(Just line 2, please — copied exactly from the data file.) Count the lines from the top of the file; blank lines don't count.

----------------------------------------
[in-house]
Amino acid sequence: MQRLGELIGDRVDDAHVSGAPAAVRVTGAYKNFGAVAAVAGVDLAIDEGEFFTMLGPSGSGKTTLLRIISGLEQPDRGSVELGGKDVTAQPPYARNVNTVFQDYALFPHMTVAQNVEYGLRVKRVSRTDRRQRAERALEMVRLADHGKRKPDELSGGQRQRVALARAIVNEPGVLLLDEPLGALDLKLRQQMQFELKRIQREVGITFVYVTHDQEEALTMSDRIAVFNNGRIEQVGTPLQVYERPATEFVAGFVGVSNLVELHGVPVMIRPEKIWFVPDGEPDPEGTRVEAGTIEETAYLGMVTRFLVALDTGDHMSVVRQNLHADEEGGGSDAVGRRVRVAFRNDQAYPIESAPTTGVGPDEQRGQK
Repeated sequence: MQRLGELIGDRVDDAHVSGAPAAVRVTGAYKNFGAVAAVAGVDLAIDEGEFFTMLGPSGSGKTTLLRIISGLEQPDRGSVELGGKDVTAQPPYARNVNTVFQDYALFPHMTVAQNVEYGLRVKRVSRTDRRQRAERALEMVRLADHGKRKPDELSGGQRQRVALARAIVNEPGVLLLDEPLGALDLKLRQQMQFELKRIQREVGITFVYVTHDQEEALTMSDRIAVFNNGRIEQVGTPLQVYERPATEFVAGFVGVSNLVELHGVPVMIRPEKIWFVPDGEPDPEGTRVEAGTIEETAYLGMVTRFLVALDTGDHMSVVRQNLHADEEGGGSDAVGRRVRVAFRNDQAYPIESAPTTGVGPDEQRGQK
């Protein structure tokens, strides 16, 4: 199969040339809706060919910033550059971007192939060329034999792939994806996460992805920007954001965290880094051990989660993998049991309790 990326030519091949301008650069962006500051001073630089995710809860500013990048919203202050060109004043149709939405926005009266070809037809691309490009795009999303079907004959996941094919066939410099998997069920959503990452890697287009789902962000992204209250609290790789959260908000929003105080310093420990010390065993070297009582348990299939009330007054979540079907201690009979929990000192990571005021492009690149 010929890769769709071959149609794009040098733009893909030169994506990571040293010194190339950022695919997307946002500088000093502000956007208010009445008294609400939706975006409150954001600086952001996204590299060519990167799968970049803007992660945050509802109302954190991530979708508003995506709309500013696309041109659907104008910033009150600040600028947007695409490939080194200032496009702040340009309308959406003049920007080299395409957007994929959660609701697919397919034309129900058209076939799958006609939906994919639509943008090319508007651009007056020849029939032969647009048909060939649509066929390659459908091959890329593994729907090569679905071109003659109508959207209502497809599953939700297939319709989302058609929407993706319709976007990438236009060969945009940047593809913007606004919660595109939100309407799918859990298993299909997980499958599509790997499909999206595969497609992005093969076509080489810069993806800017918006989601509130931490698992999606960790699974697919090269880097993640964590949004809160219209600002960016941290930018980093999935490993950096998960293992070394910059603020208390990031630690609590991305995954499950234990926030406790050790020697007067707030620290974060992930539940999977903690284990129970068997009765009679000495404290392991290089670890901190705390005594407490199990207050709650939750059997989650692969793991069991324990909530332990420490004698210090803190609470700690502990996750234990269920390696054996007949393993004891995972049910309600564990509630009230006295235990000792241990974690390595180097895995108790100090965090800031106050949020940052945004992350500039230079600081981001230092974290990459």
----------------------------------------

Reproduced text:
Amino acid sequence: MQRLGELIGDRVDDAHVSGAPAAVRVTGAYKNFGAVAAVAGVDLAIDEGEFFTMLGPSGSGKTTLLRIISGLEQPDRGSVELGGKDVTAQPPYARNVNTVFQDYALFPHMTVAQNVEYGLRVKRVSRTDRRQRAERALEMVRLADHGKRKPDELSGGQRQRVALARAIVNEPGVLLLDEPLGALDLKLRQQMQFELKRIQREVGITFVYVTHDQEEALTMSDRIAVFNNGRIEQVGTPLQVYERPATEFVAGFVGVSNLVELHGVPVMIRPEKIWFVPDGEPDPEGTRVEAGTIEETAYLGMVTRFLVALDTGDHMSVVRQNLHADEEGGGSDAVGRRVRVAFRNDQAYPIESAPTTGVGPDEQRGQK